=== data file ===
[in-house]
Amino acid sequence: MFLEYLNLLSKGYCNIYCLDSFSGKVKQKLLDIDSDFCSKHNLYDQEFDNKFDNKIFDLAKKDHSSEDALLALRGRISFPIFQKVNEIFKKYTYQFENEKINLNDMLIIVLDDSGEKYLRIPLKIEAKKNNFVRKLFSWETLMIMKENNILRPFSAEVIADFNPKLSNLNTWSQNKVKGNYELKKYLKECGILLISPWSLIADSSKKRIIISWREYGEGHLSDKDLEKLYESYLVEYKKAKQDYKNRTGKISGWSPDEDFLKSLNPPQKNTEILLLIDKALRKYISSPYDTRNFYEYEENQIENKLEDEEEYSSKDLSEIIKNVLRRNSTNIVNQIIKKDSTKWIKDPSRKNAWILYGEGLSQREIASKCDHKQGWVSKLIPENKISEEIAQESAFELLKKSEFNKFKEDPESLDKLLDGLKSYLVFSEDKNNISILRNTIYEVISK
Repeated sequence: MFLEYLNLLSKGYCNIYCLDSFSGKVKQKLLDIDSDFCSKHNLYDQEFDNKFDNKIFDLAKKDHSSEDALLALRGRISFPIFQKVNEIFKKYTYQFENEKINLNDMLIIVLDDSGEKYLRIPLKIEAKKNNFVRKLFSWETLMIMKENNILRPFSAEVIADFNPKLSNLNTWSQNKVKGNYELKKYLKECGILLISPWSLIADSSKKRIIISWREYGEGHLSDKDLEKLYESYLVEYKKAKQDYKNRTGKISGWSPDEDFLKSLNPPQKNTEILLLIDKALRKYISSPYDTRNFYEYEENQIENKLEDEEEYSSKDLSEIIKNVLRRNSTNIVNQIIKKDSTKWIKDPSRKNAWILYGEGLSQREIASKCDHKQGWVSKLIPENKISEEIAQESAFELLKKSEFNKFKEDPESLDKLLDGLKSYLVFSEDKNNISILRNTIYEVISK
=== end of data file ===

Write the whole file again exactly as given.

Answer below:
[in-house]
Amino acid sequence: MFLEYLNLLSKGYCNIYCLDSFSGKVKQKLLDIDSDFCSKHNLYDQEFDNKFDNKIFDLAKKDHSSEDALLALRGRISFPIFQKVNEIFKKYTYQFENEKINLNDMLIIVLDDSGEKYLRIPLKIEAKKNNFVRKLFSWETLMIMKENNILRPFSAEVIADFNPKLSNLNTWSQNKVKGNYELKKYLKECGILLISPWSLIADSSKKRIIISWREYGEGHLSDKDLEKLYESYLVEYKKAKQDYKNRTGKISGWSPDEDFLKSLNPPQKNTEILLLIDKALRKYISSPYDTRNFYEYEENQIENKLEDEEEYSSKDLSEIIKNVLRRNSTNIVNQIIKKDSTKWIKDPSRKNAWILYGEGLSQREIASKCDHKQGWVSKLIPENKISEEIAQESAFELLKKSEFNKFKEDPESLDKLLDGLKSYLVFSEDKNNISILRNTIYEVISK
Repeated sequence: MFLEYLNLLSKGYCNIYCLDSFSGKVKQKLLDIDSDFCSKHNLYDQEFDNKFDNKIFDLAKKDHSSEDALLALRGRISFPIFQKVNEIFKKYTYQFENEKINLNDMLIIVLDDSGEKYLRIPLKIEAKKNNFVRKLFSWETLMIMKENNILRPFSAEVIADFNPKLSNLNTWSQNKVKGNYELKKYLKECGILLISPWSLIADSSKKRIIISWREYGEGHLSDKDLEKLYESYLVEYKKAKQDYKNRTGKISGWSPDEDFLKSLNPPQKNTEILLLIDKALRKYISSPYDTRNFYEYEENQIENKLEDEEEYSSKDLSEIIKNVLRRNSTNIVNQIIKKDSTKWIKDPSRKNAWILYGEGLSQREIASKCDHKQGWVSKLIPENKISEEIAQESAFELLKKSEFNKFKEDPESLDKLLDGLKSYLVFSEDKNNISILRNTIYEVISK